Reflections on a semester of Public History

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The last day of public history classes is almost over, and with it, the first semester of the 2013-2014 M.A. in Public History (except for assignments, which are due next week). It’s time to take a moment to reflect on the first third of this degree, while everything is still fresh in my mind.

Overall, I’ve enjoyed the program so far. I really appreciate the opportunity to explore my options as a historian outside of academia with other like-minded people. The 12 of us in the program get along really well, and I’m sure that some lasting friendships have been made here.

The Public History: History, Theory, and Practice course has been a good anchor for the program, and a reminder that being a public/digital historian isn’t just about playing with cool toys all the time. We have spent considerable time talking about museums, but we’ve also learned about venues for historians that I previously knew next to nothing about (historical consulting for heritage conservation and archaeological firms, historical research for the entertainment industry, and historical writing for popular newspapers and magazines). Frequent blogging has been a new experience, but the constant writing practice is extremely useful. Through the heritage designation project and oral history projects, I’ve kept my researching skills sharp. Maybe the best thing about this course is the fact that our projects actually engage with members of the community and contribute something back to it. Sadly, that’s something that many of our best-written academic papers can’t claim.

Digital history is another field that I was strongly interested in, but hadn’t explored in depth until enrolling in Western’s program. Bill Turkel’s Digital Research Methods course was top-notch, and gave me concrete examples of how a little knowledge of computer programming could save any historian loads of time. I appreciated the risk-free space our Digital History course provided for us to try our hand with various technologies. I was a bit disappointed that we weren’t given in-depth instruction in all of the tools we tried (we had only a handful of workshops). Some of them I could never picture myself using, but others seem like they could be useful. I had to teach myself the techniques I was most interested in, which meant I spent a disproportionate time on the technical side of some projects, as opposed to the research. Sometimes it was difficult to remember which aspect of the project was more important! I know that once you figure out how to do something the first time, it becomes easier to do it again. I just hope that I find an opportunity to go back and try the other technologies out before I forget that they ever existed. My South Street Hospital project made me wish that I remembered more of the HTML I learned back in high school; I could see myself in the same boat a few years from now, thinking back to both Digital History and Digital Research Methods and wishing I was still familiar with bash script or ArcGIS.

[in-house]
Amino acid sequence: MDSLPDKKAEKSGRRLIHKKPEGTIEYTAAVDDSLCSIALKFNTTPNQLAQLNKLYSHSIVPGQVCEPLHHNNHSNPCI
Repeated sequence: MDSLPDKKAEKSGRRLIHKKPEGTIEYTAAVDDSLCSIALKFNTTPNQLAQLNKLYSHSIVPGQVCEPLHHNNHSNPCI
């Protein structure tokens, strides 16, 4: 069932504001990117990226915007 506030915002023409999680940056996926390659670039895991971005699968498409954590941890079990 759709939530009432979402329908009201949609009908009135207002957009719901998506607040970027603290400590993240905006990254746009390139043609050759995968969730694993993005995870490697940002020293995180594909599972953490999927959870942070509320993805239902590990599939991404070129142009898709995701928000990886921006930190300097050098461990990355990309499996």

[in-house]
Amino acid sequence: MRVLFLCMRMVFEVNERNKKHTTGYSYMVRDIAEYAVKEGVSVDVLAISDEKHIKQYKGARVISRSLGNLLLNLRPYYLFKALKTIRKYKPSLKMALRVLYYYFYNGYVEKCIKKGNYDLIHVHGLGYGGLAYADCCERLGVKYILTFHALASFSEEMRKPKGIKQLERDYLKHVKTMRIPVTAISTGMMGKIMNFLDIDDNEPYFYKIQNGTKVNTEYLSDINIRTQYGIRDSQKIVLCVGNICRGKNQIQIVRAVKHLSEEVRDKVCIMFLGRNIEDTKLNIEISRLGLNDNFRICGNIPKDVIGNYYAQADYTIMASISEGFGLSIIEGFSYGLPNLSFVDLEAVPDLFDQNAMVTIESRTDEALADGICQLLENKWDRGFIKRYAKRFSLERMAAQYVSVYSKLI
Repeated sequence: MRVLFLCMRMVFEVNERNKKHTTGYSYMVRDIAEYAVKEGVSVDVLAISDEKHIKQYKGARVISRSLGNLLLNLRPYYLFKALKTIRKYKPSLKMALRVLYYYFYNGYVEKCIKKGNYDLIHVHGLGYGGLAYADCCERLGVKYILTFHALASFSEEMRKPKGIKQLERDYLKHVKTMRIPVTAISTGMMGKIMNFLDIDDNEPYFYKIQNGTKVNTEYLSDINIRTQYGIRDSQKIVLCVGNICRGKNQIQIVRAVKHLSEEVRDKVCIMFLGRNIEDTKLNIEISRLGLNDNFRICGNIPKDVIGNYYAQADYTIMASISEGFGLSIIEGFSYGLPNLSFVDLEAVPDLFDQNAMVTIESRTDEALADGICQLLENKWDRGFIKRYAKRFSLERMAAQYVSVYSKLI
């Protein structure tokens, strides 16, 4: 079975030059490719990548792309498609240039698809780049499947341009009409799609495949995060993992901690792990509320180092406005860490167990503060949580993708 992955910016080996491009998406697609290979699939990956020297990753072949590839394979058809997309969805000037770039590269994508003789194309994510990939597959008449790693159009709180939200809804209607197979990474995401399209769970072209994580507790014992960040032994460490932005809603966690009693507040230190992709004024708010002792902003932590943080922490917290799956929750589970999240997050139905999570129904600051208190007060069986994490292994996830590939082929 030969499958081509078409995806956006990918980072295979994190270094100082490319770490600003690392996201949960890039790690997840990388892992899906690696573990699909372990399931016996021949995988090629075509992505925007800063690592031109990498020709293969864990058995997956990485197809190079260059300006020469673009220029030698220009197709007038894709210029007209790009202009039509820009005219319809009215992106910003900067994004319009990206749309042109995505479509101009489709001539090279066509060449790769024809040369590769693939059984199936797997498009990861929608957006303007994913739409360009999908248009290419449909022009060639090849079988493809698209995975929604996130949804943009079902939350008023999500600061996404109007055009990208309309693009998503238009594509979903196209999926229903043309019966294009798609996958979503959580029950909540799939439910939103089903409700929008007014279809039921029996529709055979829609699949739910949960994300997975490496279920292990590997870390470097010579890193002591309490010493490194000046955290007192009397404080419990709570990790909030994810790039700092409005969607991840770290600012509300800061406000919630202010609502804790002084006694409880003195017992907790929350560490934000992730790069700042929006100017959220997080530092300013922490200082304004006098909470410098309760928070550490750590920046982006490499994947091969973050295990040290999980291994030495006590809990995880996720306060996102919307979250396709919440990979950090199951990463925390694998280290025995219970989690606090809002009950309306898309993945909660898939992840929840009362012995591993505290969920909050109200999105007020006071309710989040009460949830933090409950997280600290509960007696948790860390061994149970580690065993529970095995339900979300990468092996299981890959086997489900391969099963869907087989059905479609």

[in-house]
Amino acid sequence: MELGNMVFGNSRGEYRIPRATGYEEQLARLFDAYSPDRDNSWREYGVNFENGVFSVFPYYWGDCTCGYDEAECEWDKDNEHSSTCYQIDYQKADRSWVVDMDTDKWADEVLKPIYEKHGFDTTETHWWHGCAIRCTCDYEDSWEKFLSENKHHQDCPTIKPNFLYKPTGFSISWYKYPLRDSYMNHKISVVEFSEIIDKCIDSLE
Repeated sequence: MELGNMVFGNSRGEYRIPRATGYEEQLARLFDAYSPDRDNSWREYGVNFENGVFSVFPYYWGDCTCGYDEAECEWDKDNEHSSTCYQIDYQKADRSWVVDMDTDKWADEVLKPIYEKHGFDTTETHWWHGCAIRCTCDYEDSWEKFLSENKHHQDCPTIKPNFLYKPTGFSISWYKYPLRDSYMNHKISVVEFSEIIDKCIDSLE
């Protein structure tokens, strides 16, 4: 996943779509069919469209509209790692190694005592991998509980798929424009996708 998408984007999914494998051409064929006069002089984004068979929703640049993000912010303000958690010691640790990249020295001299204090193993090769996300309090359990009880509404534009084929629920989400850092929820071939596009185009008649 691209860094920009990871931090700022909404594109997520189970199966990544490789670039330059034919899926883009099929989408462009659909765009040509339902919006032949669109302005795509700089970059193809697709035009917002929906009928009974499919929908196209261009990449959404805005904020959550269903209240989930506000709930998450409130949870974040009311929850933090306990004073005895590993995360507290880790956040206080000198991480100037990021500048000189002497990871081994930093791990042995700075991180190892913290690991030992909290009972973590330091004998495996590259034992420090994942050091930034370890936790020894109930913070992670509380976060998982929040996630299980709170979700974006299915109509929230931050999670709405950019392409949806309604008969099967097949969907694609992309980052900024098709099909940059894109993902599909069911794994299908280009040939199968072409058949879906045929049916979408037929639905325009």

My thoughts about digital history, post-Fall-2013: 1) Every new technology requires its own literacy (don’t assume that anyone is familiar with a technology just because it’s out there); and 2) Just because you use cutting-edge technology in your project, that doesn’t mean it’s automatically a ground-breaking work of history (don’t be fooled by the bells and whistles!). I really enjoyed Scott Weingart’s article on that subject.

The opportunity to pursue a research assistantship has also been rewarding. It’s helped me to see that museums could be a viable career path for me. Working at a museum that is also part of a charity has helped me to contribute to the community in more ways than one. Who knew you could pursue a love of history and raise awareness for diabetes prevention all in one go?

If I’m anxious about anything, it’s that my time in London is passing by so quickly. The program is structured to cover a lot of different topics related to public history, which is great when, like me, you need to learn what your options actually are. But I feel like the degree will be over before I’ve actually learned about some of these topics in depth. I suppose that’s what my free hours will be for once I’m out in the working world. I’m planning on creating some binders of my notes and readings so I can turn back to all the things I just didn’t have time to read. But let’s be honest: who knows if I’ll ever get around to that!

I’ll be leaving London for the holidays on a positive note. This program has shown me that there really are ways for historians to find fulfilling work outside of universities. It’s confirmed that I’m not the only one who questions the traditional career, who wants to find new ways of narrating history, who wants to impact the public directly, or who admires Renaissance men (for those of you who’ve had this conversation with me, you’ll know what I’m talking about. Also, Turkel spoke the words right out of my head the other day). One semester down, two to go. Next up: Winter 2013, with the Public History Group Project, Introduction to Museology, and Interactive Exhibit Design.

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